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Change Election Changes Nothing

from Maudlin Economics,

by Patrick Watson, Editor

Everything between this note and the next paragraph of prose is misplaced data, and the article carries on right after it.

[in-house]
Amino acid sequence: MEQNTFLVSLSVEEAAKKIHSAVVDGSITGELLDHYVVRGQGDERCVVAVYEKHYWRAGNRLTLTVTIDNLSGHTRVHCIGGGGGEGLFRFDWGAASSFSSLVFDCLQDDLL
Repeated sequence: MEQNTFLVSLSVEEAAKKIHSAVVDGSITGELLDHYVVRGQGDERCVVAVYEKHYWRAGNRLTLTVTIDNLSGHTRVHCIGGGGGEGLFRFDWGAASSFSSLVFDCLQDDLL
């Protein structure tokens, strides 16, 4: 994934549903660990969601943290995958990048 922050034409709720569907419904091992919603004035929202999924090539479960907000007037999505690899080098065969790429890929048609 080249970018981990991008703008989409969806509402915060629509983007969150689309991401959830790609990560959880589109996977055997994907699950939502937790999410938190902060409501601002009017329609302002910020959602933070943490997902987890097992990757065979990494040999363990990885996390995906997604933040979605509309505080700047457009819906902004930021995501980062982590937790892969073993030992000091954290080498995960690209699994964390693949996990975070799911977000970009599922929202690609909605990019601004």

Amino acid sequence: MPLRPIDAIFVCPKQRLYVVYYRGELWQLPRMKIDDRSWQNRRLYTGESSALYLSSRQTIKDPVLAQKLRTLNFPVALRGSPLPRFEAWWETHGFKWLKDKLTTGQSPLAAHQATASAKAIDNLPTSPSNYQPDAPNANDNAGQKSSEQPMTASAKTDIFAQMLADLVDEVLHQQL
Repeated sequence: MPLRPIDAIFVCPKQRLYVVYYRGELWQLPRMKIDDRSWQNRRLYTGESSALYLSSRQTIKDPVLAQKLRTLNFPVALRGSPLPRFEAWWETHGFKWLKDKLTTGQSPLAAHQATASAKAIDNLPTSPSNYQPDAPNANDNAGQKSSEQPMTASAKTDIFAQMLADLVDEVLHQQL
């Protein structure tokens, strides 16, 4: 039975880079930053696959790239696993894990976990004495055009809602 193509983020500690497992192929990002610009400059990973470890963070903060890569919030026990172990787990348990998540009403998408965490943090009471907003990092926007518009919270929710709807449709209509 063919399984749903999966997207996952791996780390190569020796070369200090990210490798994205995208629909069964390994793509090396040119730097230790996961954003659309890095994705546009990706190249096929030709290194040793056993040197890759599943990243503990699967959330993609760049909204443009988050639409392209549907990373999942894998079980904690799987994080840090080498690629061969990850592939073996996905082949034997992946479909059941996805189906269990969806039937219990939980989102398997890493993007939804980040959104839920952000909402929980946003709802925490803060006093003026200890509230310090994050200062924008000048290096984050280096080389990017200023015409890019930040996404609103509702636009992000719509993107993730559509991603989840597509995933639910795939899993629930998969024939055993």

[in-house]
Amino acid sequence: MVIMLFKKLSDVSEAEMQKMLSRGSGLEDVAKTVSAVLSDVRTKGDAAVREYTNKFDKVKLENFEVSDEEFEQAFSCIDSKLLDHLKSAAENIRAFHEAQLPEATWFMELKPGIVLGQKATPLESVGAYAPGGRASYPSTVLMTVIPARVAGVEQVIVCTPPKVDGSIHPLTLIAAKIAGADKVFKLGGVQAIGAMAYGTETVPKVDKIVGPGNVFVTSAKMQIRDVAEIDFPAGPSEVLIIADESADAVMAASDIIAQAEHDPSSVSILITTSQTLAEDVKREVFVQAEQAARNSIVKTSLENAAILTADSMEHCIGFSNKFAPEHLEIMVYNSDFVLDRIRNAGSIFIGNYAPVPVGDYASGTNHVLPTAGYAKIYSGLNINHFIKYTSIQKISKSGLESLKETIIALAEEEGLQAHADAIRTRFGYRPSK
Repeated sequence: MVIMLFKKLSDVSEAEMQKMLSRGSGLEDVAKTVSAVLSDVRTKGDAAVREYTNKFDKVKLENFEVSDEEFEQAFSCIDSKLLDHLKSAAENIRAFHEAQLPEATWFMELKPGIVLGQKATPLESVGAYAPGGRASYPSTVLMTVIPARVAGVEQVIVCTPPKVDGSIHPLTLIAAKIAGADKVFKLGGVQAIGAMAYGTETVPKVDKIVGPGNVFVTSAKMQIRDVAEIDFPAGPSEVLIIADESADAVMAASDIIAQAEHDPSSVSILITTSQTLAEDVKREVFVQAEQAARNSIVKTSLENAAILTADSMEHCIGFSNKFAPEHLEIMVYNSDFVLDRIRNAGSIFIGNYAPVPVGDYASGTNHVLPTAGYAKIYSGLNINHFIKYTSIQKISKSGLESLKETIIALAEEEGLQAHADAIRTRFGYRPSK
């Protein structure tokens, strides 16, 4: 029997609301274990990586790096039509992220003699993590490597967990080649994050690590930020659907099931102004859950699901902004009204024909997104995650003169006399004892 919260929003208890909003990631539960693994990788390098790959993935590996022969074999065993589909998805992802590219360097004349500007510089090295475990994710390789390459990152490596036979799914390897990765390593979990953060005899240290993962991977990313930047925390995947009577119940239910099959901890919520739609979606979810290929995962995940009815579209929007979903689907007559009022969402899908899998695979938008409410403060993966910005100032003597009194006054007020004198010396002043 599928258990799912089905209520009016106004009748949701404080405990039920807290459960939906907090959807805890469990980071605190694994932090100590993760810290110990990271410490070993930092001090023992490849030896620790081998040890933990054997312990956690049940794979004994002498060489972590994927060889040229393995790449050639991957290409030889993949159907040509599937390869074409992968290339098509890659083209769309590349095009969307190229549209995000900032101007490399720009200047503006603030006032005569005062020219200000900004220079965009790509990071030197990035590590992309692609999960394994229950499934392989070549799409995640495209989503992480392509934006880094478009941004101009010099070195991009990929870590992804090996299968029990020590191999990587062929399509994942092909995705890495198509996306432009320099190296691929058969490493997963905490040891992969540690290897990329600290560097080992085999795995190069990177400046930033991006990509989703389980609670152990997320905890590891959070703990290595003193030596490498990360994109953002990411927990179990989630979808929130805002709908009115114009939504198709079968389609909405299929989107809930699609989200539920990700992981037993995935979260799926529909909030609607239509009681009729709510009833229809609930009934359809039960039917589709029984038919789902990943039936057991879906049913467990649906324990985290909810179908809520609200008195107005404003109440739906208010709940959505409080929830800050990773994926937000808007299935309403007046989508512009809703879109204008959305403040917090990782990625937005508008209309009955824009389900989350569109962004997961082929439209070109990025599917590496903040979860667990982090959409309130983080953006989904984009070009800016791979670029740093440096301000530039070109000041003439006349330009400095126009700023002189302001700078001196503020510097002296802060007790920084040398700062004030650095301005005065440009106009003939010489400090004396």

Last week’s UK election, which put the Labour Party back in charge after 14 years of Tory rule, is being widely portrayed as a major political shift. Gavekal’s Anatole Kaletsky foresees little meaningful change because the two parties are indistinguishable on the most important policy issues. Key Points: The Labour government promises many new spending programs but seems unprepared to do what will be necessary to fund them. Brexit will remain a structural handicap, weighing down Britain’s growth, productivity and living standards. Yet incoming PM Keir Starmer has ruled out any steps toward a pro-European shift. The pro-growth policies that will now be considered are small and unlikely to make much difference. New trade partnerships with China might be beneficial, but Labour has the same Cold War attitude as its Tory predecessor government. In a reply to Anatole on the Gavekal web site, Louis Gave noted the outcome was less a victory for Labour than a giant loss for the Tories. Many former Tory votes went to smaller parties, not Labour. This could put the new government under pressure fairly quickly. Anatole sees a UK economic or political crisis as very likely within the next year or so.

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